Need help rejecting this tenant in NJ

17 Replies

Good morning, BP.

I am in the process of writing a rejection letter for an applicant here in NJ who is unwilling to disclose his financial history. I ran a background check before on another applicant and she submitted all the necessary information at the drop of a hat, I'm just not sure why this one seems to be so hesitant and suspicious. He really insists that I take him at his word, that he pays everything on time.

So how do I write a rejection letter that states that the applicant was rejected due to him not disclosing his financial information? And no, even if he does reveal his financial statements, credit history, credit score, and credit report, he feels like a headache to deal with.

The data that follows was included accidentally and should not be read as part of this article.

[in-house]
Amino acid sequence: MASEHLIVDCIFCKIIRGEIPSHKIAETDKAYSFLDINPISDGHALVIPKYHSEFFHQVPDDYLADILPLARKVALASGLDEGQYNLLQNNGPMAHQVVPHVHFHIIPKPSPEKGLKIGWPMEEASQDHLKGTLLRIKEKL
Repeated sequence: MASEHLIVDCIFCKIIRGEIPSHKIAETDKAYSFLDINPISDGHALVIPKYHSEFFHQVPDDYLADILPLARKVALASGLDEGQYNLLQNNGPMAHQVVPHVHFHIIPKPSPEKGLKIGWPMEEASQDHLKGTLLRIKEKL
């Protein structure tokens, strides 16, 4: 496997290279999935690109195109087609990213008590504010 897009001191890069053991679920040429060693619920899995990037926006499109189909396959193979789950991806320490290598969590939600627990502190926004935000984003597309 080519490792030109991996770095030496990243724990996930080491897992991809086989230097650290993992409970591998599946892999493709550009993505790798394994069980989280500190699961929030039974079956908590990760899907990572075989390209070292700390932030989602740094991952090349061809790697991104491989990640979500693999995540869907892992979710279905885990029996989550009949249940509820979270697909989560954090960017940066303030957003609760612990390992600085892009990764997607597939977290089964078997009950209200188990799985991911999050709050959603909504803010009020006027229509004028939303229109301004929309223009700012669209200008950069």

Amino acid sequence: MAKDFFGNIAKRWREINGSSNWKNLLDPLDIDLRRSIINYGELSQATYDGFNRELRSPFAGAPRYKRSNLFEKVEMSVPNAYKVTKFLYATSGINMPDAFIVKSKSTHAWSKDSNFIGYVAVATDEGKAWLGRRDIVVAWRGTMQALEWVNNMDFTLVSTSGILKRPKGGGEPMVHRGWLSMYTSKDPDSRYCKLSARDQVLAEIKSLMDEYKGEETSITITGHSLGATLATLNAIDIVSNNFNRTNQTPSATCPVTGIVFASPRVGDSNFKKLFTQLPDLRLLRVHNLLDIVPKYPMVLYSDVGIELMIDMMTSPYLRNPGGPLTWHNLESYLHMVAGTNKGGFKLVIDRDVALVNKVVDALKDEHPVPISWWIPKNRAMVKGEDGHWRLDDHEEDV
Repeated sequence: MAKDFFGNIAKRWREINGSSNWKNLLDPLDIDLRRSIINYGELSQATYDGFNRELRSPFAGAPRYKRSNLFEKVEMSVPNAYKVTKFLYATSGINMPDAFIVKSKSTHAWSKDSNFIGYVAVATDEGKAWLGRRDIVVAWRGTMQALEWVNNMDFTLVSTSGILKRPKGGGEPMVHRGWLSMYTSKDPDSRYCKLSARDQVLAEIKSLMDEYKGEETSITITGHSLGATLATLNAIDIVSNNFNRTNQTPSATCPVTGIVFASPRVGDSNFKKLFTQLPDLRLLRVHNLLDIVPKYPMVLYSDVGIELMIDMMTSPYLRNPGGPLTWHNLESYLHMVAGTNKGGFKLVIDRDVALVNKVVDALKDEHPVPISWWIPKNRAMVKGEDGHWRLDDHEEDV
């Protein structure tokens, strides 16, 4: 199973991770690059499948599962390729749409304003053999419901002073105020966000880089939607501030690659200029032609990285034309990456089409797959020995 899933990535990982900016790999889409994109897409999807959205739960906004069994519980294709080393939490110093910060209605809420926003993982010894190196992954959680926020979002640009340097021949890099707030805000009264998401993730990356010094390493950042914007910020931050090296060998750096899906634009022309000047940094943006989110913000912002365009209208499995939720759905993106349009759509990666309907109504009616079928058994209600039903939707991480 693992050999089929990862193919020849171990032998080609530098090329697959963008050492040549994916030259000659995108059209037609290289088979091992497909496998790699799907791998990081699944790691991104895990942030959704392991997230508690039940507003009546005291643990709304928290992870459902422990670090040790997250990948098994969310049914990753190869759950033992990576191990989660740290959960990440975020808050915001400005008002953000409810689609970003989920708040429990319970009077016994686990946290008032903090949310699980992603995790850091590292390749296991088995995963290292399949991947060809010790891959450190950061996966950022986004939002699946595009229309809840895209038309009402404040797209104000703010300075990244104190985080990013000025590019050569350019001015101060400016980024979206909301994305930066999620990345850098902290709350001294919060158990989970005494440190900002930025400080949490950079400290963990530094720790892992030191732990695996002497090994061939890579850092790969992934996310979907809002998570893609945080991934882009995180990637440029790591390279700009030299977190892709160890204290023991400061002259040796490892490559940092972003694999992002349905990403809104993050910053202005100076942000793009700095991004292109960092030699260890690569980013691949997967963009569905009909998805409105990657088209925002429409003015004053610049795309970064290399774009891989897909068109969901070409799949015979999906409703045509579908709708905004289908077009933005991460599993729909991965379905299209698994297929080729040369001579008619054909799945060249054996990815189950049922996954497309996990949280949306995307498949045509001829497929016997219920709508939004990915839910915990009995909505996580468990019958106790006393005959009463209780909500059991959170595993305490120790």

You could simply say that another applicant successfully completed the application process, was verified and has contracted for the rental.   Thank him for starting the process.  You could mention you will keep him in mind should the rental for some reason become vacant again.  (You will keep his shenanigans in mind and remember why you likely wouldn't rent to him won't you?)

I know NJ has some unique requirements, and I am not familiar with them so definitely get advise from someone local. I believe what I would suggest will work, but again double check with someone local to ensure it doesn't run afoul of a local regulation I'm not familiar with.

I would simply write the rejection for 'incomplete application information', don't be specific and don't detail the issue. Everyone already knows what was incomplete, so detailing it just makes for an opportunity to critique the requirement. I believe in NJ you can't reject for source of income, but you can reject for lack of income documentation, so I think you are overthinking the situation here.